“We celebrate Mr. Ferebee’s life not merely because of the quantity of years he has lived, but mainly because of the quality with which he has lived those years,” Legislator Robert Troiano said. “We stand proudly on the shoulders of men of character such as Elliot Ferebee.”
True to the village’s motto, “A Community for All Seasons,” Elliot has proven that though its residents come and go, pieces of Westbury remain in all of us throughout the years.
Thursday, 23 May 2013 00:00
In what is hoped to be a step forward for the Westbury School District’s ongoing search for a superintendent, the board of education voted to terminate its contract with search firm Hazard, Young, Attea. However, questions still remain. Will the board continue the search with another firm? Will the board conduct the search themselves? Will it consider current Interim Superintendent Mary Lagnado for the position? And of course, how long will the process take before a permanent superintendent is named?
Thursday, 23 May 2013 00:00
The Westbury Board of Trustees has decided to grant Avanti a special use cabaret permit for a probationary six months.
The club had its permit rescinded six weeks ago after being in violation of several conditions, including noise and not reporting police activity. It now is required to operate under stricter conditions, including revised operating hours (they can be open until1 a.m. Sunday to
Wednesday and until 2 am. Thursday to Saturday) and having to keep a log book of any police activity. Much of the debate over Avanti had to do with an advertisement that promoted an event of a sexual nature. Club owner Barry Ceriano insisted that nothing of such a nature happened at Avanti and he was unaware of the ads, however the mayor said that the advertisement itself was in violation of the club’s permit and that the owner was responsible for all events that went on in his club. In that strain, the new permit includes a condition that says “applicant shall be responsible for any and all activities or events occurring at the premises. In the event that the applicant uses or engages the service of a booking agent, event planner, promoter…applicant shall use a written contract…and shall remain responsible and liable for any and all violations of the permit.” The following condition also says “any advertisement…of any event at the Premises, that advertises or promotes an event that would be a violation of this Permit and conditions, is itself a violation.”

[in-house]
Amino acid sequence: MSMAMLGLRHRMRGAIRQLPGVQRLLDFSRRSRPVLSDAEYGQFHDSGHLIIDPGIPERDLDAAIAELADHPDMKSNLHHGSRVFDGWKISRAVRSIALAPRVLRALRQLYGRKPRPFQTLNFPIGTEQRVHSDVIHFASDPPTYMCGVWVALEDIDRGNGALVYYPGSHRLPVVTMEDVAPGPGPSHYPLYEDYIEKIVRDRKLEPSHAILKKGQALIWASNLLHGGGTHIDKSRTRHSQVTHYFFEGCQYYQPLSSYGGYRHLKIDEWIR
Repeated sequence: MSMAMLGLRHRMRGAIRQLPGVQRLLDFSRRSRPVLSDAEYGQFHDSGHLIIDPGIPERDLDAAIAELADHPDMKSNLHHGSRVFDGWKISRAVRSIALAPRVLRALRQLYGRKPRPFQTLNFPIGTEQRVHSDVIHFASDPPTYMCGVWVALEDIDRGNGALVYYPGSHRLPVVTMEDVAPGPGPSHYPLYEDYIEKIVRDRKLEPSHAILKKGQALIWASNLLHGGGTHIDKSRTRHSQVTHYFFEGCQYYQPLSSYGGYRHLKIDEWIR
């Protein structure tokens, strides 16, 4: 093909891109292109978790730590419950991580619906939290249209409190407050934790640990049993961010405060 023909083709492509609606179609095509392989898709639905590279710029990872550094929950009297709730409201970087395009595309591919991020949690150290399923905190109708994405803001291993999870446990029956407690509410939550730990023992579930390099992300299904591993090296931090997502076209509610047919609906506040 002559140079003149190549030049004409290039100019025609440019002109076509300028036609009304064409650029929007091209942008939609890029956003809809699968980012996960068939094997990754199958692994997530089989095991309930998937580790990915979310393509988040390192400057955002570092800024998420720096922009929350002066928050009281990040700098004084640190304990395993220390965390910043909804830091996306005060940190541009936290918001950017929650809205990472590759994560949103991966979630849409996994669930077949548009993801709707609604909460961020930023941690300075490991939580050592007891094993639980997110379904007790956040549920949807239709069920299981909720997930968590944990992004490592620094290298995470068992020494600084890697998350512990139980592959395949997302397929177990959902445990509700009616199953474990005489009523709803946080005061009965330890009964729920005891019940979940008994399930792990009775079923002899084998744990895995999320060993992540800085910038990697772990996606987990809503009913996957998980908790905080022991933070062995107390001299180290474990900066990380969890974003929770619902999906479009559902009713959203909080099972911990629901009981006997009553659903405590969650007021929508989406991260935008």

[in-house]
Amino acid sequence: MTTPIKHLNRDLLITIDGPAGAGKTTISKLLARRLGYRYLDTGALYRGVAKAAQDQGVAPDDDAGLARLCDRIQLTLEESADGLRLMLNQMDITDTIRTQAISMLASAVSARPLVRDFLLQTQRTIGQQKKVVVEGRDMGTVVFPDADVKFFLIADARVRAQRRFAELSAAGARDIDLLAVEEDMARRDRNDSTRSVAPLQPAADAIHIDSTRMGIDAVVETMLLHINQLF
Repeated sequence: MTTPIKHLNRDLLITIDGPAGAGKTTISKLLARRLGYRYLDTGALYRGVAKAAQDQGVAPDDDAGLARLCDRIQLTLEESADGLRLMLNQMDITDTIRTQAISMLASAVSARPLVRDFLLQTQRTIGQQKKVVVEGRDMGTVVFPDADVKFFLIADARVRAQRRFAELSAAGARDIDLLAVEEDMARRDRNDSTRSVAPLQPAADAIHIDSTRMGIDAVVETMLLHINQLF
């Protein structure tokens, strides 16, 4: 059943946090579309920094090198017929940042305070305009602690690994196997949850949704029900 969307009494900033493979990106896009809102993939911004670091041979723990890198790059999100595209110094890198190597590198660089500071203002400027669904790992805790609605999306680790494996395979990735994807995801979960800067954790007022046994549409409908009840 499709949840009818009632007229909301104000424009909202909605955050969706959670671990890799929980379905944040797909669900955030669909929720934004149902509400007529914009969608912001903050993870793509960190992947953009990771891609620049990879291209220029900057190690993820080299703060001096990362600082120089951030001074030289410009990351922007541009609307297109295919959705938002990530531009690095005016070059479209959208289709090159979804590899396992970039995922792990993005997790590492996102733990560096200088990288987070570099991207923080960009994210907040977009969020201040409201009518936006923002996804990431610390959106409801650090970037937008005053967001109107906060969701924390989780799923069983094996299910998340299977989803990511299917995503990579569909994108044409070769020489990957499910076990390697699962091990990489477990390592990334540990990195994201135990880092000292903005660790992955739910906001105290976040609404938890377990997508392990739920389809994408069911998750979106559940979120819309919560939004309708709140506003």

Thursday, 23 May 2013 00:00
Avenging the previous day’s loss and moving themselves one step closer to a possible county title, the Carle Place Frogs Softball team beat out the Locust Valley Falcons Wednesday, May 15 in a game two rematch for the Nassau County Class B Semi-Final, 12-3.
Friday, 17 May 2013 00:00
Westbury Okinawan Karate recently celebrated its 10-year anniversary of coming to the Westbury Recreation Center. Since then, the dojo has trained 250 students, ages six and up, in the art of karate with the style of traditional Okinawan ShorinRyu Shidokan.
Founded by sensei John Power, the classes seek to instill the confidence and strength needed to obtain success in everyday life.
“A lot of kids are lacking confidence,” said Power. “We let them practice leadership in the class and this contributes to their confidence.